It is great that the AMS is able to conduct this competition which values and encourages mathematical talent. While sports are usually celebrated, it is wonderful that students interested in mathematics can also be encouraged. I sincerely hope that many more students gain the opportunity to participate in this competition.

After taking part in the nerve-wracking "fastest finger" testing, four qualifiers faced increasingly difficult pre-calculus questions with multiple-choice answers. However, the difficult questions were offset by the entertaining emcee, Mike Breen, AMS Public Awareness Officer and game-creator.

Jonathan Goulet, from Classical High School in Providence, was high-achiever for the day, the only contestant to win the top $2,000 prize.On his way to the top, Goulet made use of all of his "lifelines." Patterned after the popular television show,"Who Wants To Be A Millionaire," the AMS version offers the lifelines Ask Your Teacher, 50-50, and Ask the Audience. Rhode Island College math students were on hand to offer help during the Ask the Audience option.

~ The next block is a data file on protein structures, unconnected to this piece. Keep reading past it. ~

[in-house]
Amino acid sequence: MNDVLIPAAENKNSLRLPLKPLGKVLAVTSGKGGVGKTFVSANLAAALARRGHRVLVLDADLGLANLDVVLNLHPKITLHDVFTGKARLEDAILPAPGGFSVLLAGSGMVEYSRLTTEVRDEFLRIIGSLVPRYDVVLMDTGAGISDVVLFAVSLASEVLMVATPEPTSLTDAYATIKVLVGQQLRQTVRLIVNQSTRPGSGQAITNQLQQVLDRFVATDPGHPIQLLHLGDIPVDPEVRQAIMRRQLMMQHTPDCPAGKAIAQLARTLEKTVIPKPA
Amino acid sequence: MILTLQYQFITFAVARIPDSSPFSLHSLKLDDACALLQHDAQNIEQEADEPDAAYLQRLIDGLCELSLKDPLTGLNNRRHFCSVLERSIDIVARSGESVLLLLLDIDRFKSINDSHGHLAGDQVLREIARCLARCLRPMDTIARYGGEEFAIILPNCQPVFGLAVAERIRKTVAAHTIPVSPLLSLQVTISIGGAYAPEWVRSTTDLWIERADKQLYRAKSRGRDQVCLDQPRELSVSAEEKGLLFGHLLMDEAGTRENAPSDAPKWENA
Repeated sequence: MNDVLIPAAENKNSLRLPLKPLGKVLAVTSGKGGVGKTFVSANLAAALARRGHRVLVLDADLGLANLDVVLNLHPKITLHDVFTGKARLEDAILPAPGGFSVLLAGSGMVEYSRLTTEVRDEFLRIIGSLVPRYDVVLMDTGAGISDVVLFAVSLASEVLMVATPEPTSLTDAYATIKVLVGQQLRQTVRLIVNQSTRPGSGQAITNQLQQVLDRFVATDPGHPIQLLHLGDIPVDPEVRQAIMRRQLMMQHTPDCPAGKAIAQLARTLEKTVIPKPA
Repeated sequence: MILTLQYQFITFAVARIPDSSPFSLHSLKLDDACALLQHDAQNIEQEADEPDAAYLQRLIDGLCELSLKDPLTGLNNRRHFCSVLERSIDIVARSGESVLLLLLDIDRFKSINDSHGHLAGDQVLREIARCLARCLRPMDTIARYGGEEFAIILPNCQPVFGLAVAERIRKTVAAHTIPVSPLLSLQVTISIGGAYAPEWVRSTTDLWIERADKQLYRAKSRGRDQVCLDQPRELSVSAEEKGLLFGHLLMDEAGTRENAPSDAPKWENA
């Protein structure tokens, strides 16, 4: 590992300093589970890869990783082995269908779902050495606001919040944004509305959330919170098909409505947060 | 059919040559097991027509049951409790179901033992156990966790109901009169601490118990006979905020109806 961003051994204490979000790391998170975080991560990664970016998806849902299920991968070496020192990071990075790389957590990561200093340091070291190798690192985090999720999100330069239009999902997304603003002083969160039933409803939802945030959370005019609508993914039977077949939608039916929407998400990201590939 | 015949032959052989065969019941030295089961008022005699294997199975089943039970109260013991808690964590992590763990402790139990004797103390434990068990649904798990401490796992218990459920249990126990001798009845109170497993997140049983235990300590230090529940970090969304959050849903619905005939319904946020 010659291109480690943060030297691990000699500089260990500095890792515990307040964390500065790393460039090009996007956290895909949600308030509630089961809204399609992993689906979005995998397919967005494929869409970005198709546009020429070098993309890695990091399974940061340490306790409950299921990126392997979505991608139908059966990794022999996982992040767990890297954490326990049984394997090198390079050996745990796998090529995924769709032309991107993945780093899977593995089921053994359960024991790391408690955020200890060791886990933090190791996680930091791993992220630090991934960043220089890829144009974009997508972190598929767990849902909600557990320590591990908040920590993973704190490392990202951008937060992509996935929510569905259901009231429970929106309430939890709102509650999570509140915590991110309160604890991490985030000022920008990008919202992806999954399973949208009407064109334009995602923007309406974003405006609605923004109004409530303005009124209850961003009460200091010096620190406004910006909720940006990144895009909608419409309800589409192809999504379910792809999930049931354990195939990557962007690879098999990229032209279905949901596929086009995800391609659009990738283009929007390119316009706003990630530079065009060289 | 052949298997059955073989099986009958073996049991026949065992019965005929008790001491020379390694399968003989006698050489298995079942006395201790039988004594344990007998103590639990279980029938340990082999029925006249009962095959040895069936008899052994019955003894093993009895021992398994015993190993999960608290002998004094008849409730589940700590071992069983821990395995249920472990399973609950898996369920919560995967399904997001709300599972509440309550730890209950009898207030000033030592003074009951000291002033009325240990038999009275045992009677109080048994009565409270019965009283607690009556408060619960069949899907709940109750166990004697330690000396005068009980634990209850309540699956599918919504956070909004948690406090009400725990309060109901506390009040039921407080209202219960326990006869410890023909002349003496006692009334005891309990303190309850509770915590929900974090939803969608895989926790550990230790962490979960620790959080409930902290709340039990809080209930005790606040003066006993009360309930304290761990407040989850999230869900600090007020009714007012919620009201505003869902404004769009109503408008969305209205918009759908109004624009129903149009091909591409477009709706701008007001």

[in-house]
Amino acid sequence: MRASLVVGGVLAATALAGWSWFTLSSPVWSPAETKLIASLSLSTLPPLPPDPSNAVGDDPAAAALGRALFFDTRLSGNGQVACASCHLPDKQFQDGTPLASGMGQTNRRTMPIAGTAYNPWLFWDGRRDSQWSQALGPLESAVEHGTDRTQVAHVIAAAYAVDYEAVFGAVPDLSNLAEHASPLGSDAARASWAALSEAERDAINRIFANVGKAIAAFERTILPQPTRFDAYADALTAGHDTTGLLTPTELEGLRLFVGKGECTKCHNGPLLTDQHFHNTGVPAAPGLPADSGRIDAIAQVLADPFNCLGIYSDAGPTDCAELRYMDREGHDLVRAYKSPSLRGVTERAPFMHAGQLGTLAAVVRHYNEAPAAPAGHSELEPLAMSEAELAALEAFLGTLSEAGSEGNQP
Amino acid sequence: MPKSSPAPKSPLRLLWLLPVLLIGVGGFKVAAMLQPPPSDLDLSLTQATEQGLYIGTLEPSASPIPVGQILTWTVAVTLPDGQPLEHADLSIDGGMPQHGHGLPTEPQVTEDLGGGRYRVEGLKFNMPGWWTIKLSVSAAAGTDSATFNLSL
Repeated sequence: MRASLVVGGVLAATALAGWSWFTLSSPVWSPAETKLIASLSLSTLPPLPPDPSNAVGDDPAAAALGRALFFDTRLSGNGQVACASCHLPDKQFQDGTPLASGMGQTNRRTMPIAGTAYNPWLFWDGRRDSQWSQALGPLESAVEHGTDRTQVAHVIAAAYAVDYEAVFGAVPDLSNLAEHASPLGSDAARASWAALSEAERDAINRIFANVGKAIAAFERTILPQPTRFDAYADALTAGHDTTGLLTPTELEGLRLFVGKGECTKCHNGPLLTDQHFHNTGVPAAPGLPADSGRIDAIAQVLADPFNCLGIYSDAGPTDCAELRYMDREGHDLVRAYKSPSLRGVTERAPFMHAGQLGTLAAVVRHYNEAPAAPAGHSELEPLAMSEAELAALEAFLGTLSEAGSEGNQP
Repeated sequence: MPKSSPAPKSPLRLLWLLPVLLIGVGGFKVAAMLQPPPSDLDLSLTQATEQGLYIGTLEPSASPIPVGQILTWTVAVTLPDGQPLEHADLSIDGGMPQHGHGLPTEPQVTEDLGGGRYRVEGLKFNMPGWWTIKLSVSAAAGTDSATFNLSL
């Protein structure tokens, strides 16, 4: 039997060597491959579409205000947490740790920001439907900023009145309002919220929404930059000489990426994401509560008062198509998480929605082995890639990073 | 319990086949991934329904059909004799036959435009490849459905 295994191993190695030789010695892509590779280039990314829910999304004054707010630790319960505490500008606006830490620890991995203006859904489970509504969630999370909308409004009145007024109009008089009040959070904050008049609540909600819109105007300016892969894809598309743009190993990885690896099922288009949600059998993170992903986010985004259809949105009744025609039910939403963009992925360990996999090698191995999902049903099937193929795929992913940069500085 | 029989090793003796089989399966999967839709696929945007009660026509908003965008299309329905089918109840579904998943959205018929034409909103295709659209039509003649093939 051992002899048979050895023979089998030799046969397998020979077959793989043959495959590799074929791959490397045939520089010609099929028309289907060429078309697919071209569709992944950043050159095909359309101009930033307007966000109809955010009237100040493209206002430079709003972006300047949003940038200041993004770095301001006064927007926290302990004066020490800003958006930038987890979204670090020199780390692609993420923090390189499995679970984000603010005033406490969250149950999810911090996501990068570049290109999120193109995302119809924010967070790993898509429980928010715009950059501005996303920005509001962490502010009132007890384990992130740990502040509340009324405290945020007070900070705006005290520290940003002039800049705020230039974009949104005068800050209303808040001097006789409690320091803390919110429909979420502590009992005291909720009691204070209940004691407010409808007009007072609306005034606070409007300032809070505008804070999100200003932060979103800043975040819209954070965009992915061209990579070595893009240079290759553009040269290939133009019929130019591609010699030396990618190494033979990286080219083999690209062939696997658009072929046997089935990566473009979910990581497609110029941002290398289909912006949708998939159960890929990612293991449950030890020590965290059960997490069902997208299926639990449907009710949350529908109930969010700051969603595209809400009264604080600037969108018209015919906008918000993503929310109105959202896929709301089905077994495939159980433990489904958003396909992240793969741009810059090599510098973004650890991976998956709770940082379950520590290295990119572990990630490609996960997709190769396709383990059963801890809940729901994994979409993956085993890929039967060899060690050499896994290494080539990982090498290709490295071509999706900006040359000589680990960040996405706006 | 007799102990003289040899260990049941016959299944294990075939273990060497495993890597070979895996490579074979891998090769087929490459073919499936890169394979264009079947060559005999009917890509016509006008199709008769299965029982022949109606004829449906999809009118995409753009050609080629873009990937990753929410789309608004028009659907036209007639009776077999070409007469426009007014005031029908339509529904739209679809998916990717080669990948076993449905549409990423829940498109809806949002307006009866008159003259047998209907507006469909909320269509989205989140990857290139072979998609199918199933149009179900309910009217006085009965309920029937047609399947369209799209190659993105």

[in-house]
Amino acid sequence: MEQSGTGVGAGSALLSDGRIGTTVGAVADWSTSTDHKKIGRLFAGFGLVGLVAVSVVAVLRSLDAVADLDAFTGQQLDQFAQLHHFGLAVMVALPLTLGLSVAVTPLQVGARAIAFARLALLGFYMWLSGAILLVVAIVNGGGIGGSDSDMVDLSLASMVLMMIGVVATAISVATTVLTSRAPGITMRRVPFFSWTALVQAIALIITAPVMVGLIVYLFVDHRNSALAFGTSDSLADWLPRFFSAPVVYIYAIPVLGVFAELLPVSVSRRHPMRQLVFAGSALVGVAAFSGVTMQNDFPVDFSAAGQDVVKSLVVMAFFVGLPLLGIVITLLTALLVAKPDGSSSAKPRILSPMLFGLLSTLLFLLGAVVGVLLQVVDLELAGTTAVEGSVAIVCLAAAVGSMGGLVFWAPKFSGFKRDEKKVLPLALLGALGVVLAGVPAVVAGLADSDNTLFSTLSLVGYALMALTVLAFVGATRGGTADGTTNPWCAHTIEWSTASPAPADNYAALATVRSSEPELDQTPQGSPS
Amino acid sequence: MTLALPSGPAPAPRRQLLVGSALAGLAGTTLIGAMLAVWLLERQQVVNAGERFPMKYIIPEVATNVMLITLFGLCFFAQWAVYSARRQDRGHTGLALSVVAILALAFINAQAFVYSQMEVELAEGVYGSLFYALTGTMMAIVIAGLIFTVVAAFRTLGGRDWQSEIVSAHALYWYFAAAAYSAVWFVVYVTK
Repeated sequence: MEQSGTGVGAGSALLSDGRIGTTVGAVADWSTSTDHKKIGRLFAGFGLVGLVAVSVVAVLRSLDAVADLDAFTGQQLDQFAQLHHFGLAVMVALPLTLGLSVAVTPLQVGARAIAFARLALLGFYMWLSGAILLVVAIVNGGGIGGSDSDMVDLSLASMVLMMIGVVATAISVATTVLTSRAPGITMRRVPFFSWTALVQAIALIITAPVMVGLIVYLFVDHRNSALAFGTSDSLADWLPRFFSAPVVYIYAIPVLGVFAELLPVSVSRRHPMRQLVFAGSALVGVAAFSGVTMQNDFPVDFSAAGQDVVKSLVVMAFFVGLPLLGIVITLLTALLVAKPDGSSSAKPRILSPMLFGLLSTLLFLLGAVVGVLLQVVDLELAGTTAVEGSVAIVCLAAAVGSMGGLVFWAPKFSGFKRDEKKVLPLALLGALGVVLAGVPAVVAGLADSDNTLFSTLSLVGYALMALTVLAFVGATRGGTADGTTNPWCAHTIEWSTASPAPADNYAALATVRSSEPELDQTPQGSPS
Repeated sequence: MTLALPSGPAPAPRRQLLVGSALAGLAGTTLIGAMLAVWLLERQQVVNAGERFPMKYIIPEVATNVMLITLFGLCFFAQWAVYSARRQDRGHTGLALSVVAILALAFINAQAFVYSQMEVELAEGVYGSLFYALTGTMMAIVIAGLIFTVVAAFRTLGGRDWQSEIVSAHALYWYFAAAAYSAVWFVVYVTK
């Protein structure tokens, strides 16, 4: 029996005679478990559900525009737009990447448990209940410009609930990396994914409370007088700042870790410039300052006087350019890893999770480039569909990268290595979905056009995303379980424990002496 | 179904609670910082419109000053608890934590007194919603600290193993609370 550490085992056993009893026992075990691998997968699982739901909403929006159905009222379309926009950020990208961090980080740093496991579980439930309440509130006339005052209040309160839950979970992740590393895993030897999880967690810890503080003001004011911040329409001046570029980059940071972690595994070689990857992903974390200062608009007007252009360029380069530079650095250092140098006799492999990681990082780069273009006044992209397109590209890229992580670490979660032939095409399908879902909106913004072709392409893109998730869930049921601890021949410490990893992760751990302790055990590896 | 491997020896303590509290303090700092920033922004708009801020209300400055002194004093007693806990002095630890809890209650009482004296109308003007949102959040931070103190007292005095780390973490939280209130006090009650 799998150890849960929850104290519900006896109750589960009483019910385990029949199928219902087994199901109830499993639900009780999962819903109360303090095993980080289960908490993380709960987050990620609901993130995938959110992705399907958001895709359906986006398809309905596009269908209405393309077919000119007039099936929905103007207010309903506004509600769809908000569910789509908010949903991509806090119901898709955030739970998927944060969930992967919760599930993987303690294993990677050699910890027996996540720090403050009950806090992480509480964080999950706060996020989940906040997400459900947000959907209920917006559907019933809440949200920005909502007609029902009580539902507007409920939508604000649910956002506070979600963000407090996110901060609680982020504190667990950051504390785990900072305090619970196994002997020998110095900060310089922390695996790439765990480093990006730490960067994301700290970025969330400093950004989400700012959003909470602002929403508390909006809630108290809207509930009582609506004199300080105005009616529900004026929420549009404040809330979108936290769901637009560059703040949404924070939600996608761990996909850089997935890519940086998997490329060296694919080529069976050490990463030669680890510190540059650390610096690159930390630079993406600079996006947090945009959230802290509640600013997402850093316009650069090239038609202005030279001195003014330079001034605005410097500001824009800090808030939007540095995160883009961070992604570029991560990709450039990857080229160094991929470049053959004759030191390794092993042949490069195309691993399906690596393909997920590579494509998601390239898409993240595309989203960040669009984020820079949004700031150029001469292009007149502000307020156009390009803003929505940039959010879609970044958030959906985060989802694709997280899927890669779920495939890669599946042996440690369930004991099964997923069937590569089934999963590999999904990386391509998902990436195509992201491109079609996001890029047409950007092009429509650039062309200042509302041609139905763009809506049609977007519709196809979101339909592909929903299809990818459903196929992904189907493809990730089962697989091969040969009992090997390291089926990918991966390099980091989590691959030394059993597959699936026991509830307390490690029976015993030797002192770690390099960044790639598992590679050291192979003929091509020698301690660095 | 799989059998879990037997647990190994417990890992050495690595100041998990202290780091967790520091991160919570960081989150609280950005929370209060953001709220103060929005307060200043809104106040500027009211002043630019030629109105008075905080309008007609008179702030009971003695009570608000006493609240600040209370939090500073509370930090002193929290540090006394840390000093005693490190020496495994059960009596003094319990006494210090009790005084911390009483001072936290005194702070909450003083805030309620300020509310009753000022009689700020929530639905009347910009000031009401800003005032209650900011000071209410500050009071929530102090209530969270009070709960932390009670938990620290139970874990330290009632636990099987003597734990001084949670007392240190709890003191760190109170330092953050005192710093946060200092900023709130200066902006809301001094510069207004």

The three other qualifying contestants in the rounds of play were Nathaniel Walker from Burrillville High School, who won a free subscription to *The College Mathematics Journal* published by the MAA; Jeremy Gordon from Exeter-West Greenwich High School, who won a T-shirt; and AlexanderMarcus from the Wheeler School, who also won a T-shirt.

The other Rhode Island students who took part in the event were: Bryan Cole, Bishop Hendricken High School; John Hawley, Toll Gate High School; Tom Howard, Cumberland High School; Alanna Hughes, Providence Country Day; Chris King, Ponaganset High School; Emilie Pressman, Lincoln School; and Elizabeth Toher, LaSalle Academy.

The AMS plans to present the game again at the Joint Mathematics Meetings in San Diego, January 2002, and in Rhode Island next spring.